[time_hdr postdate="2011/03/07" plug="tuesday-3811" puzz="Jonesin'" anchor="jn"]3:25[/time_hdr]
[time_hdr postdate="2011/03/07" plug="tuesday-3811" puzz="NYT" anchor="ny"]2:43[/time_hdr]
[time_hdr postdate="2011/03/07" plug="tuesday-3811" puzz="LAT" anchor="la"]4:26 (Neville)[/time_hdr]
[time_hdr postdate="2011/03/07" plug="tuesday-3811" puzz="CS" anchor="cs"]5:43 (Evad)[/time_hdr]
Paul Hunsburger’s New York Times crossword
This theme gimmick was done before, by Patrick Merrell in 2005. Pat assembled three 15-letter answers that can be typed with just the left hand, and spelled out the gimmick backwards-acrostic style in the first letters of the clues.
Comparing today’s puzzle and the 2005 Merrell, I have to say that I prefer Hunsburger’s quartet of 10s to the somewhat less natural 15s Merrell had. But where the shorter fill comes into play, I think Merrell made it a bit smoother. When it comes to omitting half the alphabet from your crossword, you necessarily force a ton of compromises, and I can’t say the gimmick is quite cool enough to merit the trade-off. Although it was neat to type all my answers with my left hand, leaving the right hand free to navigate via the arrow keys!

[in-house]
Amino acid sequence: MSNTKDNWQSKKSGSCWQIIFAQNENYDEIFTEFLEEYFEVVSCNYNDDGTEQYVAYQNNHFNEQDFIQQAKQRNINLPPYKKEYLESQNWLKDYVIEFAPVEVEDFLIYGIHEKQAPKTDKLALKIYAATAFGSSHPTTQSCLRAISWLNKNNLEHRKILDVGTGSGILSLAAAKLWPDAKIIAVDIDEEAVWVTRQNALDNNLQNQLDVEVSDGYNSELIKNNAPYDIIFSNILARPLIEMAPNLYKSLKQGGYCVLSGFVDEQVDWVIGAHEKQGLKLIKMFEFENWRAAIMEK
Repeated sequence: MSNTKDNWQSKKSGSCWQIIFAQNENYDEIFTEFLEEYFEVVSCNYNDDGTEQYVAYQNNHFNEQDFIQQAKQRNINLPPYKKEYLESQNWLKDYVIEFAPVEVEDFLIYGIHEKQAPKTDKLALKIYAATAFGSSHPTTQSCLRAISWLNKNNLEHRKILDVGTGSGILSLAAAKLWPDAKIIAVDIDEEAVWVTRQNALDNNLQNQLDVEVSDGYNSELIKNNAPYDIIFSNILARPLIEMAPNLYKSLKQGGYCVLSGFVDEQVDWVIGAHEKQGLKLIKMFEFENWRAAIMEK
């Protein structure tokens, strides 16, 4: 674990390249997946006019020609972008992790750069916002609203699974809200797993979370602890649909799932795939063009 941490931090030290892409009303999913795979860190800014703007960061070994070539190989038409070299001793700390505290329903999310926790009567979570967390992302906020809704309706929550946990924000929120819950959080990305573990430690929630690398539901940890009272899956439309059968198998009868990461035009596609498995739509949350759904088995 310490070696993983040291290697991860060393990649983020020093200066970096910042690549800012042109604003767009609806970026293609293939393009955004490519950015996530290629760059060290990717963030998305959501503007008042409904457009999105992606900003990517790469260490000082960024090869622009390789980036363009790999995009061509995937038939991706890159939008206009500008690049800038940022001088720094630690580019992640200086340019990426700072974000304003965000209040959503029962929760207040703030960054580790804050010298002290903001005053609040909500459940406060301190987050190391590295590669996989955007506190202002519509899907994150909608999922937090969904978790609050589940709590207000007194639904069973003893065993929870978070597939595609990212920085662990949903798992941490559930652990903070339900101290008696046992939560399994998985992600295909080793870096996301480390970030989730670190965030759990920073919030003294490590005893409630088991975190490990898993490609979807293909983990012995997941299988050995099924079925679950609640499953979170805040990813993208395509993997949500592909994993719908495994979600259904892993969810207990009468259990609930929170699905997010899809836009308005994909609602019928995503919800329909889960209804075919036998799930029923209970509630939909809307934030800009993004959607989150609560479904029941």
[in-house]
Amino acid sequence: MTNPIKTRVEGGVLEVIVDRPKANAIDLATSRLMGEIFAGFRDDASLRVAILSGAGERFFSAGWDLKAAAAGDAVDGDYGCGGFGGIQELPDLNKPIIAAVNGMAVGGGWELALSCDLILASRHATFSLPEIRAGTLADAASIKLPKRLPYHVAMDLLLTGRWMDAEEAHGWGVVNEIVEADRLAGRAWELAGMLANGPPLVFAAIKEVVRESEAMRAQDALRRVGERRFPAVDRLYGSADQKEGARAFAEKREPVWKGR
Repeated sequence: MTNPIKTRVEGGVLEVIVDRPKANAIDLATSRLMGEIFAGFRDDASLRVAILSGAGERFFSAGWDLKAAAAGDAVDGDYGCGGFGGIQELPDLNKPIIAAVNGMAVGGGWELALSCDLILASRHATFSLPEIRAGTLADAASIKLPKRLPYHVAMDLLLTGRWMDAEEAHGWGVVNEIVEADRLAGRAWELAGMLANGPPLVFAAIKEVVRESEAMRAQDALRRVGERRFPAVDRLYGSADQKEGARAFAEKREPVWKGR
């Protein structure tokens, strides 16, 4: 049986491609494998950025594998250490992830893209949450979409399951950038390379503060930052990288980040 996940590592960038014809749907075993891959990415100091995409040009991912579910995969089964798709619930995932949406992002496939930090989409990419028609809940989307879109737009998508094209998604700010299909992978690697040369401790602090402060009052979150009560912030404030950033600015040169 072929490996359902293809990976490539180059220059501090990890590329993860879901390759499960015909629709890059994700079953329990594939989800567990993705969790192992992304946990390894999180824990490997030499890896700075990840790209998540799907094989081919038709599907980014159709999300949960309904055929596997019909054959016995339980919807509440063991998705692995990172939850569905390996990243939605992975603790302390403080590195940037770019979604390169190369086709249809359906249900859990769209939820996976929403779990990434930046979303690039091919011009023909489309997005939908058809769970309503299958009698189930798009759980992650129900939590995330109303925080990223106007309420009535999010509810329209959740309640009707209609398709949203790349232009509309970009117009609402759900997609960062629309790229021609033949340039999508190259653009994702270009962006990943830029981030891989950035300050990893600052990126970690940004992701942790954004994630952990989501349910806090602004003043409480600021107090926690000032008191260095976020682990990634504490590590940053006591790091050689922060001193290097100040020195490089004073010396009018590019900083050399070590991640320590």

Of course, the theme is probably mostly annoying if you’re solving on paper, and even solving online, I found myself making all sorts of frowny faces at partials like AS FAR, A RAT, SETS A, and A RAW. And the plethora of abbreviations—GER, BRAZ, SSE, STRS, SRTA, SERV (no! service is typically abbreviated as Svc.!), CTA and ETAS. And foreign words (ERDE, ARRET, ETAT) and overly crossword-friendly names (REBA, ERBE, ASTA). Not to mention the crosswordese (AGAR, RETS, ERAT) and the affixes (RESEWS, TAXER, TREATER).
On the plus side, I do like the four 10s: TREAD WATER, EXACERBATE, STAR-GAZERS, and the outdated STEWARDESS (deftly clued as [Old TWA hiree]). Also classing up the joint: RED SEA, QBERT (and the Q is a gutsy inclusion since the U is on the wrong side of the keyboard, along with I and O), SARTRE, DRAGSTER, CABARET, and CASSAVAS.
Every single answer in the puzzle is a theme answer (!), but only one has a thematic clue: 69a: WEST, [The half of the keyboard on which all of this puzzle's answers can be typed].